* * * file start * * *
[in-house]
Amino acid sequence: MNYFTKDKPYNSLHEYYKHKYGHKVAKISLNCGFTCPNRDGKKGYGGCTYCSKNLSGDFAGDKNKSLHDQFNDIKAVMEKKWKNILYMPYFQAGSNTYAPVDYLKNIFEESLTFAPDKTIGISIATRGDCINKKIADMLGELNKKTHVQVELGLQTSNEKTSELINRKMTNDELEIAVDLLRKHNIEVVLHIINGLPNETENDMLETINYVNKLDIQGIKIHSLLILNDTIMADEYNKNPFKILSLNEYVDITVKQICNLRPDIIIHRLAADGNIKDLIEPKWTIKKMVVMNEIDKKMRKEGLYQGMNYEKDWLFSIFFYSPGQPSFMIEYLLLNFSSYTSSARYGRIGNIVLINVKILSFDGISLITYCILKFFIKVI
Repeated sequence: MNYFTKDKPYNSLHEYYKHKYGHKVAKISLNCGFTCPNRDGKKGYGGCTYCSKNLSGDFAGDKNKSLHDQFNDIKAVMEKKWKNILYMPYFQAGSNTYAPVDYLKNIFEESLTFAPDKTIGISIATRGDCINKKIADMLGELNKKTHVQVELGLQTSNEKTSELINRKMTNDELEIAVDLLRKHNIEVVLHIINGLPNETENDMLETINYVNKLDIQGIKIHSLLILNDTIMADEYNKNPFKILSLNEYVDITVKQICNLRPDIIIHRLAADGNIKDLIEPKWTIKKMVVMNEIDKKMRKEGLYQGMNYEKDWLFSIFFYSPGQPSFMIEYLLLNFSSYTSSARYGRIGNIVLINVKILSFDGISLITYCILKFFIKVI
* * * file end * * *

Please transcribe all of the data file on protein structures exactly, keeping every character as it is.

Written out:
[in-house]
Amino acid sequence: MNYFTKDKPYNSLHEYYKHKYGHKVAKISLNCGFTCPNRDGKKGYGGCTYCSKNLSGDFAGDKNKSLHDQFNDIKAVMEKKWKNILYMPYFQAGSNTYAPVDYLKNIFEESLTFAPDKTIGISIATRGDCINKKIADMLGELNKKTHVQVELGLQTSNEKTSELINRKMTNDELEIAVDLLRKHNIEVVLHIINGLPNETENDMLETINYVNKLDIQGIKIHSLLILNDTIMADEYNKNPFKILSLNEYVDITVKQICNLRPDIIIHRLAADGNIKDLIEPKWTIKKMVVMNEIDKKMRKEGLYQGMNYEKDWLFSIFFYSPGQPSFMIEYLLLNFSSYTSSARYGRIGNIVLINVKILSFDGISLITYCILKFFIKVI
Repeated sequence: MNYFTKDKPYNSLHEYYKHKYGHKVAKISLNCGFTCPNRDGKKGYGGCTYCSKNLSGDFAGDKNKSLHDQFNDIKAVMEKKWKNILYMPYFQAGSNTYAPVDYLKNIFEESLTFAPDKTIGISIATRGDCINKKIADMLGELNKKTHVQVELGLQTSNEKTSELINRKMTNDELEIAVDLLRKHNIEVVLHIINGLPNETENDMLETINYVNKLDIQGIKIHSLLILNDTIMADEYNKNPFKILSLNEYVDITVKQICNLRPDIIIHRLAADGNIKDLIEPKWTIKKMVVMNEIDKKMRKEGLYQGMNYEKDWLFSIFFYSPGQPSFMIEYLLLNFSSYTSSARYGRIGNIVLINVKILSFDGISLITYCILKFFIKVI